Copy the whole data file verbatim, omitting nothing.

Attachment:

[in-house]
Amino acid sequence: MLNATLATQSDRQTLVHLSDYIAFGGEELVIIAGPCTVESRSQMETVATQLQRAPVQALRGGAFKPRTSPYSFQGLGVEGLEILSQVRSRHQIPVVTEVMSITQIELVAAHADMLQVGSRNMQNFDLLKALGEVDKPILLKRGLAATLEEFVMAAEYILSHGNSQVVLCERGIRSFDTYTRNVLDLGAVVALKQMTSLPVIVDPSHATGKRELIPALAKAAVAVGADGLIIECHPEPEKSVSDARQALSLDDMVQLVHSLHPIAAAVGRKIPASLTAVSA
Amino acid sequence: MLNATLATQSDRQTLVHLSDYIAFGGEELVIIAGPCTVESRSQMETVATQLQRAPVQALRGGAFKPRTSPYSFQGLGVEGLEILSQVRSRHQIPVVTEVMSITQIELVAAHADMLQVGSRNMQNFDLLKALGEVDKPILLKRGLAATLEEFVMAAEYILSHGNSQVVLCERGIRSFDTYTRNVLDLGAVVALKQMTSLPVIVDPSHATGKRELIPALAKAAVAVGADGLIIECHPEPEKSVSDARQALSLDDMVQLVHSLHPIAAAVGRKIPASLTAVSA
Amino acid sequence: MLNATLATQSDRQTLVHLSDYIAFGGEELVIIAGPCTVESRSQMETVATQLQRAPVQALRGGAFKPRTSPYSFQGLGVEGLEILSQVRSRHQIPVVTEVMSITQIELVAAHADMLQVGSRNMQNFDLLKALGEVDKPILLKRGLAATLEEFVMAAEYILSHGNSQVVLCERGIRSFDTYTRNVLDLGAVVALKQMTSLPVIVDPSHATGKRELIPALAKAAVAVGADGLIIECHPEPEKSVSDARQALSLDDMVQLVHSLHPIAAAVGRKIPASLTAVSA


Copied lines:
[in-house]
Amino acid sequence: MLNATLATQSDRQTLVHLSDYIAFGGEELVIIAGPCTVESRSQMETVATQLQRAPVQALRGGAFKPRTSPYSFQGLGVEGLEILSQVRSRHQIPVVTEVMSITQIELVAAHADMLQVGSRNMQNFDLLKALGEVDKPILLKRGLAATLEEFVMAAEYILSHGNSQVVLCERGIRSFDTYTRNVLDLGAVVALKQMTSLPVIVDPSHATGKRELIPALAKAAVAVGADGLIIECHPEPEKSVSDARQALSLDDMVQLVHSLHPIAAAVGRKIPASLTAVSA
Amino acid sequence: MLNATLATQSDRQTLVHLSDYIAFGGEELVIIAGPCTVESRSQMETVATQLQRAPVQALRGGAFKPRTSPYSFQGLGVEGLEILSQVRSRHQIPVVTEVMSITQIELVAAHADMLQVGSRNMQNFDLLKALGEVDKPILLKRGLAATLEEFVMAAEYILSHGNSQVVLCERGIRSFDTYTRNVLDLGAVVALKQMTSLPVIVDPSHATGKRELIPALAKAAVAVGADGLIIECHPEPEKSVSDARQALSLDDMVQLVHSLHPIAAAVGRKIPASLTAVSA
Amino acid sequence: MLNATLATQSDRQTLVHLSDYIAFGGEELVIIAGPCTVESRSQMETVATQLQRAPVQALRGGAFKPRTSPYSFQGLGVEGLEILSQVRSRHQIPVVTEVMSITQIELVAAHADMLQVGSRNMQNFDLLKALGEVDKPILLKRGLAATLEEFVMAAEYILSHGNSQVVLCERGIRSFDTYTRNVLDLGAVVALKQMTSLPVIVDPSHATGKRELIPALAKAAVAVGADGLIIECHPEPEKSVSDARQALSLDDMVQLVHSLHPIAAAVGRKIPASLTAVSA